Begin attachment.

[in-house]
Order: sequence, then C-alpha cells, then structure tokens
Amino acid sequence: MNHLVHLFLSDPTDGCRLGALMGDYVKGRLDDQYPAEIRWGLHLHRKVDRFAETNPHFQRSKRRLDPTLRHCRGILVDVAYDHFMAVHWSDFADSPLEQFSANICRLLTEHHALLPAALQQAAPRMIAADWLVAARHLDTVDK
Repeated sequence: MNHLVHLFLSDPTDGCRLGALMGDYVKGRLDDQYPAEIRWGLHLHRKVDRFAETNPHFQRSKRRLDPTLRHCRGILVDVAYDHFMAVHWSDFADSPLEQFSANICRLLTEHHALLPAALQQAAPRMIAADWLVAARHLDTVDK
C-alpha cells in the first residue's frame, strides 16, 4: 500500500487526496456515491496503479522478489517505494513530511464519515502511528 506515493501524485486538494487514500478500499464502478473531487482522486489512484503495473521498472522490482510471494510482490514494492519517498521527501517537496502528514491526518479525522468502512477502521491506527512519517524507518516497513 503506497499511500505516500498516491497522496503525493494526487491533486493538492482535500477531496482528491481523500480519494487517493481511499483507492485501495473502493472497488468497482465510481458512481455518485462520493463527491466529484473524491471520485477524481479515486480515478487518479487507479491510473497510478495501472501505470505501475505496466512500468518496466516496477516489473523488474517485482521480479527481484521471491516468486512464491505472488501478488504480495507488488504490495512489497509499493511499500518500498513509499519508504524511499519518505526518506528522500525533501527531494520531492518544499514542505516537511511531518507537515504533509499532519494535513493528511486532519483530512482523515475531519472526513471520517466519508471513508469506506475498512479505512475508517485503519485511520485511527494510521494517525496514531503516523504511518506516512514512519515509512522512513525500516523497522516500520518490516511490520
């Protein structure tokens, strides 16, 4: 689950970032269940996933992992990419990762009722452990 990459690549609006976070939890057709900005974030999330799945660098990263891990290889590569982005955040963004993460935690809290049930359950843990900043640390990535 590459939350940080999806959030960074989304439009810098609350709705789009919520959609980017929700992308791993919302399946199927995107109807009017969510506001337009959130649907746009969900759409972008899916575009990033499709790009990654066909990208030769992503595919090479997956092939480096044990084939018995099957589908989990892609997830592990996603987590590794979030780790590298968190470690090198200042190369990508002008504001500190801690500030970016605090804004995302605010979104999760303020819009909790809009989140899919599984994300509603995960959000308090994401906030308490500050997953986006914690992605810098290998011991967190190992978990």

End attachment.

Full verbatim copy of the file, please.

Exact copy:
[in-house]
Order: sequence, then C-alpha cells, then structure tokens
Amino acid sequence: MNHLVHLFLSDPTDGCRLGALMGDYVKGRLDDQYPAEIRWGLHLHRKVDRFAETNPHFQRSKRRLDPTLRHCRGILVDVAYDHFMAVHWSDFADSPLEQFSANICRLLTEHHALLPAALQQAAPRMIAADWLVAARHLDTVDK
Repeated sequence: MNHLVHLFLSDPTDGCRLGALMGDYVKGRLDDQYPAEIRWGLHLHRKVDRFAETNPHFQRSKRRLDPTLRHCRGILVDVAYDHFMAVHWSDFADSPLEQFSANICRLLTEHHALLPAALQQAAPRMIAADWLVAARHLDTVDK
C-alpha cells in the first residue's frame, strides 16, 4: 500500500487526496456515491496503479522478489517505494513530511464519515502511528 506515493501524485486538494487514500478500499464502478473531487482522486489512484503495473521498472522490482510471494510482490514494492519517498521527501517537496502528514491526518479525522468502512477502521491506527512519517524507518516497513 503506497499511500505516500498516491497522496503525493494526487491533486493538492482535500477531496482528491481523500480519494487517493481511499483507492485501495473502493472497488468497482465510481458512481455518485462520493463527491466529484473524491471520485477524481479515486480515478487518479487507479491510473497510478495501472501505470505501475505496466512500468518496466516496477516489473523488474517485482521480479527481484521471491516468486512464491505472488501478488504480495507488488504490495512489497509499493511499500518500498513509499519508504524511499519518505526518506528522500525533501527531494520531492518544499514542505516537511511531518507537515504533509499532519494535513493528511486532519483530512482523515475531519472526513471520517466519508471513508469506506475498512479505512475508517485503519485511520485511527494510521494517525496514531503516523504511518506516512514512519515509512522512513525500516523497522516500520518490516511490520
């Protein structure tokens, strides 16, 4: 689950970032269940996933992992990419990762009722452990 990459690549609006976070939890057709900005974030999330799945660098990263891990290889590569982005955040963004993460935690809290049930359950843990900043640390990535 590459939350940080999806959030960074989304439009810098609350709705789009919520959609980017929700992308791993919302399946199927995107109807009017969510506001337009959130649907746009969900759409972008899916575009990033499709790009990654066909990208030769992503595919090479997956092939480096044990084939018995099957589908989990892609997830592990996603987590590794979030780790590298968190470690090198200042190369990508002008504001500190801690500030970016605090804004995302605010979104999760303020819009909790809009989140899919599984994300509603995960959000308090994401906030308490500050997953986006914690992605810098290998011991967190190992978990």